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Kansas City Launches Process To Help Clear Marijuana Convictions More Easily

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As increasing numbers of city and state governments move toward marijuana legalization, Kansas City introduces a free, online system to seek pardons for possession.

As city and state governments across the country legalize marijuana, Kansas City’s mayor wants to make it easier to clean the slate for people convicted of some cannabis-related offenses.

Mayor Quinton Lucas introduced an online system Tuesday afternoon that lets people convicted on municipal marijuana possession charges in Kansas City ask for pardons — free of charge.

“What I want to be able to do for these folks is to say, ‘You might’ve made a mistake at some point, but that we’re going to be fair in how we apply the law in Kansas City and in Missouri,’” Lucas said.

City officials said they hoped that the pardons would make it easier for people who had convictions to apply for jobs, rent property or navigate the criminal justice system, even if the benefits would be somewhat limited.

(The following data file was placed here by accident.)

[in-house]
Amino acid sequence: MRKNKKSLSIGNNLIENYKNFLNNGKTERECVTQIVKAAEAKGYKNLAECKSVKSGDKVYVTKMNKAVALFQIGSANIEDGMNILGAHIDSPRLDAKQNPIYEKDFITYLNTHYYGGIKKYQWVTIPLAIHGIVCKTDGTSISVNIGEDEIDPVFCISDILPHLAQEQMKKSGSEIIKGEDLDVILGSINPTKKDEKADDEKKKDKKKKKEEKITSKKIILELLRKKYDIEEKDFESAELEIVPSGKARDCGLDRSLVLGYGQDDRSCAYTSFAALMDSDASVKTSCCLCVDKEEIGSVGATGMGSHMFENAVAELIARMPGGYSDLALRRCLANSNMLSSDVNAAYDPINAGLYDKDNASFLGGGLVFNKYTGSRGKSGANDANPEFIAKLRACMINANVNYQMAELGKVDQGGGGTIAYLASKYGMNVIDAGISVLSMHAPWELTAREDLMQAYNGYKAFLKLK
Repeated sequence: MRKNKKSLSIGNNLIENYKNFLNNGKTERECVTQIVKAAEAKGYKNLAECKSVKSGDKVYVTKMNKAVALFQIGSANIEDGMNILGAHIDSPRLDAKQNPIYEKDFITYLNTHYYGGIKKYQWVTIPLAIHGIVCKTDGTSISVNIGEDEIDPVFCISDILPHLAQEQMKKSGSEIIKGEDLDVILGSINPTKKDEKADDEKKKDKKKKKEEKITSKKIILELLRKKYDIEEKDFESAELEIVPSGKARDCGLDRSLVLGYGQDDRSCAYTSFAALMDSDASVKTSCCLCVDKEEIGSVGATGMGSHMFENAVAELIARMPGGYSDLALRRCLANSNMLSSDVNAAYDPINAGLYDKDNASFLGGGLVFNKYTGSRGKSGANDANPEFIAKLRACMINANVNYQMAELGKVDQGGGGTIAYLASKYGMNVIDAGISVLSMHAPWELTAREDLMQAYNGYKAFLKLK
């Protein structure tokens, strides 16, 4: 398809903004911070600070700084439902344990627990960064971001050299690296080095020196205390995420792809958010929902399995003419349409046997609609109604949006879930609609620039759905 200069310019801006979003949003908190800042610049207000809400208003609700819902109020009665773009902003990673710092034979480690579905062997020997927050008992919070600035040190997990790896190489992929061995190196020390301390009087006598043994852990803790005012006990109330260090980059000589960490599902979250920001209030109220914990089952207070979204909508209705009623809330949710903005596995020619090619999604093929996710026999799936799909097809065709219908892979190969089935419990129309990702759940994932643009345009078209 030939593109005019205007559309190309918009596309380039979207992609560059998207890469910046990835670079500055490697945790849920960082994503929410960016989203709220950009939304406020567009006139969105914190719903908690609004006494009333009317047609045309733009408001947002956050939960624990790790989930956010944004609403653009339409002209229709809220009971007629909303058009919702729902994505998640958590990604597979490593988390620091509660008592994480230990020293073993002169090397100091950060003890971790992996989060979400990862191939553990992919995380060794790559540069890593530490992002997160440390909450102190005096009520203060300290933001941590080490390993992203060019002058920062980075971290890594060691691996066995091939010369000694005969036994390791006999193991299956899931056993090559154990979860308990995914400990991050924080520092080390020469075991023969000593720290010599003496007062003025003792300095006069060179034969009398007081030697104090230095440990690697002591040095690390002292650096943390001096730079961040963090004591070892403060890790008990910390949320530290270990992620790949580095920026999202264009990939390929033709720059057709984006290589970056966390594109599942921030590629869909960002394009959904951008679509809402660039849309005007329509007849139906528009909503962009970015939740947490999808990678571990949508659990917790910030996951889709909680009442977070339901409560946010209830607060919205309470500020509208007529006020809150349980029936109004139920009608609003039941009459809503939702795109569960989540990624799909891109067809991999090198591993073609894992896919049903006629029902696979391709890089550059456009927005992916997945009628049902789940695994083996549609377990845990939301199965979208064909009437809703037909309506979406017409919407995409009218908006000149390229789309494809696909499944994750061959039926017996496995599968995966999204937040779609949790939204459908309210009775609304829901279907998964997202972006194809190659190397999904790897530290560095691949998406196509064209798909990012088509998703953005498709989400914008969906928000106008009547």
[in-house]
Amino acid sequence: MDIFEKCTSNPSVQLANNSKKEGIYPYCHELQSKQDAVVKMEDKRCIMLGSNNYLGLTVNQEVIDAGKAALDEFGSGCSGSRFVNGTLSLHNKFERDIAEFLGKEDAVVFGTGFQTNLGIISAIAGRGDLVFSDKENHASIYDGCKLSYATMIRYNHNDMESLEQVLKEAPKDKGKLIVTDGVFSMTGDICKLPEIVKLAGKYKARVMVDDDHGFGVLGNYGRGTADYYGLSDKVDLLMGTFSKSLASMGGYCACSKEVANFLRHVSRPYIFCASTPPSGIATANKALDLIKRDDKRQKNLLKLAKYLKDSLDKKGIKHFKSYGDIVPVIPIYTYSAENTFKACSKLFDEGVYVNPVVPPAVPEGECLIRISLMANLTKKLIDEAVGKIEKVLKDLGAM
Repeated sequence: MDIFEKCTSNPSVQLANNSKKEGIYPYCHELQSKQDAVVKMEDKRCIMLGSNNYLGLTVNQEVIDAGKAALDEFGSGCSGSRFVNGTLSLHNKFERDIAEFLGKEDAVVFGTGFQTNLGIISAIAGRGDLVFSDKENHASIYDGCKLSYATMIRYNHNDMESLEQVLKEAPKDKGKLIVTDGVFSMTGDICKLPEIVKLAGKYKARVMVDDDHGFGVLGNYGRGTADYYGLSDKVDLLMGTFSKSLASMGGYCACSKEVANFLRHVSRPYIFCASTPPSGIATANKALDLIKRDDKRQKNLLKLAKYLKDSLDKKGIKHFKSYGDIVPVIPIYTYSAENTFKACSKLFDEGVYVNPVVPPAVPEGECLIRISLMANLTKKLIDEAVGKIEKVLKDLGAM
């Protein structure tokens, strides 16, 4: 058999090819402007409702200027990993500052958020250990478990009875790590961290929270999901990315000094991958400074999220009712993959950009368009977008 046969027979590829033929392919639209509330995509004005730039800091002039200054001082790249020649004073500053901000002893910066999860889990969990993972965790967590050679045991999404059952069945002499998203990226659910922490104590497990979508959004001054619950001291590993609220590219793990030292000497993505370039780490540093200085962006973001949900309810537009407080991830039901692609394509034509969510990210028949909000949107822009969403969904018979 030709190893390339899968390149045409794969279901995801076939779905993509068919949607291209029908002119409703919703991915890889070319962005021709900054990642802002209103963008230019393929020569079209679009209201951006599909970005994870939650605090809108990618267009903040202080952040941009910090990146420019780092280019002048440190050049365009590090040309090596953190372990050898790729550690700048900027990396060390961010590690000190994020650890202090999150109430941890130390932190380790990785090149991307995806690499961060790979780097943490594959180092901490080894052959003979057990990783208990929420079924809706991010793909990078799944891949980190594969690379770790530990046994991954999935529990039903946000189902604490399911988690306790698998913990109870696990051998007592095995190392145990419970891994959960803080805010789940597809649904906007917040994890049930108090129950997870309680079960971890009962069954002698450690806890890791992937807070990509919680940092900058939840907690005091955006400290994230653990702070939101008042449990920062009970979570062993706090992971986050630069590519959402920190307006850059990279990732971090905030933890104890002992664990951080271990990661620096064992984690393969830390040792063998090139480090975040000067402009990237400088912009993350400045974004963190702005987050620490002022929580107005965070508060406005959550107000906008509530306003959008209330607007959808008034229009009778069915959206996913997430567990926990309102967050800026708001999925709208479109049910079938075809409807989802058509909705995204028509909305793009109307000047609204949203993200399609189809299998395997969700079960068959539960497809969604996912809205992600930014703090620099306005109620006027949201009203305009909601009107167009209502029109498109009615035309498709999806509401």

Someone who has obtained a pardon still would need to indicate on some job applications that they had been convicted of a crime, but officials said a potential employer might be less inclined to dimiss an applicant if the conviction had been pardoned.

Lucas said he was responding to city, state and national trends toward marijuana legalization and the will of voters who approved decriminalization in April 2017.

“I’m going to make sure I use every power I have as mayor of Kansas City to make sure this is a place that believes in true criminal justice reform and looks for opportunities — better opportunities for people long-term,” Lucas said.

Pardons would not be guaranteed. Instead, they'd be evaluated on a case-by-case basis. Lucas said his office would consider factors including the numbers of possession convictions and convictions for other criminal offenses.

Pardons do not remove convictions from criminal records. That can only be done through expungement, which is done through courts.

The online pardon system can only address violations of Kansas City ordinances, not convictions from the state or other governments. Lucas said he expects his office will receive hundreds of requests for pardons.

Alex Smith is a health reporter for KCUR. You can reach him by email at alexs@kcur.org.

As a health care reporter, I aim to empower my audience to take steps to improve health care and make informed decisions as consumers and voters. I tell human stories augmented with research and data to explain how our health care system works and sometimes fails us. Email me at alexs@kcur.org.
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